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Tensions Rise At West Coast Ports

July 28, 2002

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Truckers hauling containers at West Coast ports are closely watching dockworker contract talks that stalled out last week.

The International Longshore and Warehouse Union, representing about 10,000 West Coast dockworkers, suspended contract talks until Aug. 13, reports the Los Angeles Times. Negotiations have been going on for three months; the contract officially ended July 1, but both sides have agreed to keep going.
West Coast locals also transferred the power to call for a strike vote to the negotiating committee. Even though union officials say they have no plans to shut down the ports, the Pacific Maritime Assn. called the actions “a threat to an already fragile economy.” For a strike to take place, the negotiating committee would have to mail ballots to all members for a strike authorization vote, a process that would take weeks.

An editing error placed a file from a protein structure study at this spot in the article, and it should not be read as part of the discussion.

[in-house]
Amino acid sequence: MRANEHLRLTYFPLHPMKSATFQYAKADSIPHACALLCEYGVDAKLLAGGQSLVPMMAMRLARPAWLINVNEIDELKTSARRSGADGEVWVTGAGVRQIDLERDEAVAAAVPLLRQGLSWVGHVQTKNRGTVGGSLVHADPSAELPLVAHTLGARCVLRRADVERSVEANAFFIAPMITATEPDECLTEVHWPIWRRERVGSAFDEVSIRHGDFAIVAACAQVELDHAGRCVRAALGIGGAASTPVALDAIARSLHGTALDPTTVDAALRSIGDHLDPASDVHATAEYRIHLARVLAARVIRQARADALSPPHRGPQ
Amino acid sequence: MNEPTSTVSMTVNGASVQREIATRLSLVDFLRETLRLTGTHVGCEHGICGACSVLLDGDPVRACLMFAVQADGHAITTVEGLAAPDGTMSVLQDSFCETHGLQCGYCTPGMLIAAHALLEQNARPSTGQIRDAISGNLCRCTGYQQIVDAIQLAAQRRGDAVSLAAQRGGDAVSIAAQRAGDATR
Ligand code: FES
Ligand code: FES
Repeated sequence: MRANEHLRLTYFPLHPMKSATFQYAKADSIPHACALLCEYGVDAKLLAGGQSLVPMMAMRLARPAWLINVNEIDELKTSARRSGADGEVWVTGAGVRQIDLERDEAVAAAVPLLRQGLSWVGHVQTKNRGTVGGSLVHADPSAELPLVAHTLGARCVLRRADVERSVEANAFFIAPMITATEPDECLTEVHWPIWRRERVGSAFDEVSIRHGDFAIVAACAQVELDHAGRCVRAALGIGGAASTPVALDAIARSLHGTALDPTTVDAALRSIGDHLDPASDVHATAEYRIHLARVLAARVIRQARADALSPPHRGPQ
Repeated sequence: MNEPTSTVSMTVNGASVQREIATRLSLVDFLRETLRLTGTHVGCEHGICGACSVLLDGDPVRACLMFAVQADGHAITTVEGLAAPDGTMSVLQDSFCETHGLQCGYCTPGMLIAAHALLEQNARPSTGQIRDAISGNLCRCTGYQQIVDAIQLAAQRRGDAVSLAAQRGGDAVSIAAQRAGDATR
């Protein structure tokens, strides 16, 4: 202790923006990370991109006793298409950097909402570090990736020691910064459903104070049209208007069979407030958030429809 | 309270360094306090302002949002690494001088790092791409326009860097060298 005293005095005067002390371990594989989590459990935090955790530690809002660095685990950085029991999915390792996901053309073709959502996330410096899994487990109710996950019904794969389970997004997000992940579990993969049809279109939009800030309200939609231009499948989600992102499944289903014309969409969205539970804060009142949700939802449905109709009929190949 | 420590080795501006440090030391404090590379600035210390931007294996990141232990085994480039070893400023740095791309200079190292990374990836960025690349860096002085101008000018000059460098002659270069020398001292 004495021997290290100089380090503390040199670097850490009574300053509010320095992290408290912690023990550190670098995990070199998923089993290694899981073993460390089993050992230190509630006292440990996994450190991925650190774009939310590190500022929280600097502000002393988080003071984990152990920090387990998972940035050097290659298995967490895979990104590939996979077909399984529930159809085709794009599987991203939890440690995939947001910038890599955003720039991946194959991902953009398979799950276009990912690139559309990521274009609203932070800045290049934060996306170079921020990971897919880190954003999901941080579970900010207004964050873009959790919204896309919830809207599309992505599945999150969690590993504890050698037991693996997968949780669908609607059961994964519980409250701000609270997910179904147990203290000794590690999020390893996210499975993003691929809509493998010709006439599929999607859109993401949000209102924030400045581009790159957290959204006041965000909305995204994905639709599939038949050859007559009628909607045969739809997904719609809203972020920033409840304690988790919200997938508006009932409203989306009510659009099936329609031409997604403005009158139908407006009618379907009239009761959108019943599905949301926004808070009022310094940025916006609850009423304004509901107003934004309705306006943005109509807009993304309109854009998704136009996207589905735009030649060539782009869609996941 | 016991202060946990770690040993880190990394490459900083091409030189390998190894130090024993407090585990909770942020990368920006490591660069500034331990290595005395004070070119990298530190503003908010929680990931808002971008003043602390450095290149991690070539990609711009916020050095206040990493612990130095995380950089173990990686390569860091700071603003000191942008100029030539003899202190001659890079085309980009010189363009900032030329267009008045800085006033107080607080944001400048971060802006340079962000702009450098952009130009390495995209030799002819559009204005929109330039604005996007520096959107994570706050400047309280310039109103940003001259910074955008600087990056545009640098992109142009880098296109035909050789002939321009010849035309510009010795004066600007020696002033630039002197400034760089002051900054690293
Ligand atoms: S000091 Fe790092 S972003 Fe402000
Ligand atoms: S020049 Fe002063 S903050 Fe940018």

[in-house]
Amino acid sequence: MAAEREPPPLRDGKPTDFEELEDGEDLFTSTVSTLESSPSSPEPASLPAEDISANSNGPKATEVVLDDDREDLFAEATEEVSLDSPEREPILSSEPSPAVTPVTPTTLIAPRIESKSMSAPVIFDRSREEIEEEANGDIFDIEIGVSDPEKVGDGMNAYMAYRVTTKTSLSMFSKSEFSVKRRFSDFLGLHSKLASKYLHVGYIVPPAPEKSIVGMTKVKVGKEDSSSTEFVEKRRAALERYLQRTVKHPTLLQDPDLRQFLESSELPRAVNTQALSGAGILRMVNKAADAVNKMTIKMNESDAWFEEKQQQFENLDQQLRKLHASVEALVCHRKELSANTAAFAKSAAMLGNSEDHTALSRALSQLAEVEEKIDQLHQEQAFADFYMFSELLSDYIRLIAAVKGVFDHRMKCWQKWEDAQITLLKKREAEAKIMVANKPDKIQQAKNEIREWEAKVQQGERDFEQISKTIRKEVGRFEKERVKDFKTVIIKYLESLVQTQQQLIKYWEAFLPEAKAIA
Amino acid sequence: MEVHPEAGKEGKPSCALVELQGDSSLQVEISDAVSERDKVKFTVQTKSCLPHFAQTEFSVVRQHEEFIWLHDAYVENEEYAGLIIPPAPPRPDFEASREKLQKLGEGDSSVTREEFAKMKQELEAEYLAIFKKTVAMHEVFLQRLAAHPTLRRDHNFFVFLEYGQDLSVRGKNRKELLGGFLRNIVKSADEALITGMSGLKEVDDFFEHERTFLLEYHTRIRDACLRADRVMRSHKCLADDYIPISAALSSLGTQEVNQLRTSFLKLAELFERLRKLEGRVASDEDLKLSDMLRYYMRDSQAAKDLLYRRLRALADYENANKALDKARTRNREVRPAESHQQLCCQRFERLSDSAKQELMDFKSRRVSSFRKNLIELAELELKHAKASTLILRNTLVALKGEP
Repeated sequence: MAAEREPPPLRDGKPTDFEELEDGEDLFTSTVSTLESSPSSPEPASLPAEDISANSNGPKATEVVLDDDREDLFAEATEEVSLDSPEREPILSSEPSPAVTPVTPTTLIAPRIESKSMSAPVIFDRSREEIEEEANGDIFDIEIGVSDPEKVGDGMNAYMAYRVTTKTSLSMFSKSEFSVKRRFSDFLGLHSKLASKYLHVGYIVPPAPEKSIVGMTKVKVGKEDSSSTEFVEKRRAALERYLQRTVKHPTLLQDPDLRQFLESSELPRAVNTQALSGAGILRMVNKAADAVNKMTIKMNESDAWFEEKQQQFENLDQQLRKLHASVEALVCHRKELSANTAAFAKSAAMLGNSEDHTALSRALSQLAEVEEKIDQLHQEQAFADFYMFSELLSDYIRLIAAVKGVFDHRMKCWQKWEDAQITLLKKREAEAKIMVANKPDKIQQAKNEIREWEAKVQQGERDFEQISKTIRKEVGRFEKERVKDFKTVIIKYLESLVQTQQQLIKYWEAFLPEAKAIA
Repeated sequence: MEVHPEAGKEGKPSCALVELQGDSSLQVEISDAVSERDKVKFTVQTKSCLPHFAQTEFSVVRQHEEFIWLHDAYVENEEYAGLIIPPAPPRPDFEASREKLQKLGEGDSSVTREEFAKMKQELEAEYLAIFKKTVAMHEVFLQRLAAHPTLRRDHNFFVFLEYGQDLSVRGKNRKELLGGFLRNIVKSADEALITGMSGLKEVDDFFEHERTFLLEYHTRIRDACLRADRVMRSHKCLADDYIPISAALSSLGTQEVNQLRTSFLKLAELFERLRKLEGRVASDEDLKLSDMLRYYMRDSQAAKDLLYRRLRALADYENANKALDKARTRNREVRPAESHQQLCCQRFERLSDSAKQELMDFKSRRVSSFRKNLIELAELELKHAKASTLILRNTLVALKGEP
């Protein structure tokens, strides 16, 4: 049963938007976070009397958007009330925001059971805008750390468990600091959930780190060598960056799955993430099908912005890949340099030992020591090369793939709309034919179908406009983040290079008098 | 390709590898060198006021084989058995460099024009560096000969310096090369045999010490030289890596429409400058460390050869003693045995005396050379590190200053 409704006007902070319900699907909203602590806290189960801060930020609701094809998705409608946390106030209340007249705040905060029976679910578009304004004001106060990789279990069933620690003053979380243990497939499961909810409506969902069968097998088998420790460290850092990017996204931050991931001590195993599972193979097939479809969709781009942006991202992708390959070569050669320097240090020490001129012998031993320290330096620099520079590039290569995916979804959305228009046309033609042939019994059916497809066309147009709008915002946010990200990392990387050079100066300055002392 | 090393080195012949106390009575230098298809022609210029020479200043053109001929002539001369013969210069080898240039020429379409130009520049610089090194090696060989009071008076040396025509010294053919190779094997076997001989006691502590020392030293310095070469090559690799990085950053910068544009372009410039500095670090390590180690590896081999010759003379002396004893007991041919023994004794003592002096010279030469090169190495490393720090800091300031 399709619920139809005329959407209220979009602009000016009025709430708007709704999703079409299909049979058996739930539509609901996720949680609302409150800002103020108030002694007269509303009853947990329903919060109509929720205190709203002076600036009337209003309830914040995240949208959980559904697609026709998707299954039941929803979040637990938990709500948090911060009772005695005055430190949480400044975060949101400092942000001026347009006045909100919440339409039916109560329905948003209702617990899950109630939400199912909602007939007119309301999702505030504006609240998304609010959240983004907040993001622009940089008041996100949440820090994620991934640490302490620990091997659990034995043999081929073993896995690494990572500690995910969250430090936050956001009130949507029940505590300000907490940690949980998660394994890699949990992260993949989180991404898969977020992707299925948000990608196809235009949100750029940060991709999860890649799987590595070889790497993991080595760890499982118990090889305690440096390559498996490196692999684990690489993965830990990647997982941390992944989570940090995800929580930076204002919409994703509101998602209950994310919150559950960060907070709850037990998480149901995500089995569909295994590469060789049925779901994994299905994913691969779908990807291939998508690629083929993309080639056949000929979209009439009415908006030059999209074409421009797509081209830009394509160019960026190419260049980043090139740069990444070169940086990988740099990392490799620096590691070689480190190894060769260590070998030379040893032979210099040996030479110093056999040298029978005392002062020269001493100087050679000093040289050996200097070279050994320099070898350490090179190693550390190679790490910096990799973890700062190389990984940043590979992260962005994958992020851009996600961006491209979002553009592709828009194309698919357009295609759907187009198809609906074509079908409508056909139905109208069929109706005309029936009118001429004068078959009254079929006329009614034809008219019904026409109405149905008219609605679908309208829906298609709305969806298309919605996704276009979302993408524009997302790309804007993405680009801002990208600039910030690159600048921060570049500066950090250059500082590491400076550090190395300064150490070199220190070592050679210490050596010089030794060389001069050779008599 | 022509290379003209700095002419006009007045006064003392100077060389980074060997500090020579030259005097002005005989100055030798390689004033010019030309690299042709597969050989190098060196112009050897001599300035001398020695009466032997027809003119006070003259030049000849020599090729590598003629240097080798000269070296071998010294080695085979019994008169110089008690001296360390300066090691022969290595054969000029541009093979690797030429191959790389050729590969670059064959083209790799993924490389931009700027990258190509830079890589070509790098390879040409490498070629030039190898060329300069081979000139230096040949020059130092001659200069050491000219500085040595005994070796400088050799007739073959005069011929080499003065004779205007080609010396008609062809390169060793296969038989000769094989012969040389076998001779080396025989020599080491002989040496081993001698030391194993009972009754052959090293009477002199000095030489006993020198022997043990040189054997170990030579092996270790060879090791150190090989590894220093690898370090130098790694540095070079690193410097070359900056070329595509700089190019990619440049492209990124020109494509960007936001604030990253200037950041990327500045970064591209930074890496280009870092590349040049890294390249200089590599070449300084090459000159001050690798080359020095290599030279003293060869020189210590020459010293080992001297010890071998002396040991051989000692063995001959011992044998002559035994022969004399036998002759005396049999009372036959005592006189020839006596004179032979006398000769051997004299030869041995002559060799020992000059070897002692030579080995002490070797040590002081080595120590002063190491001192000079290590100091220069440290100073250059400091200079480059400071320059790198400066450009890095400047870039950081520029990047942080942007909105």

Two weeks ago, the union offered to accept new technology it said would eliminate hundreds of jobs. But the Pacific Maritime Assn. came back with a counter-offer that the union rejected last week, saying it would have allowed for the outsourcing of union jobs. The PMA, however, says the contract would have increased longshoremen’s overall compensation by 17 percent.
The Teamsters union, which is trying to organize port intermodal drivers, has expressed its support for the ILWU in these negotiations. A Labor Day solidarity event at key ports is a possibility if contract negotiations are still under way.

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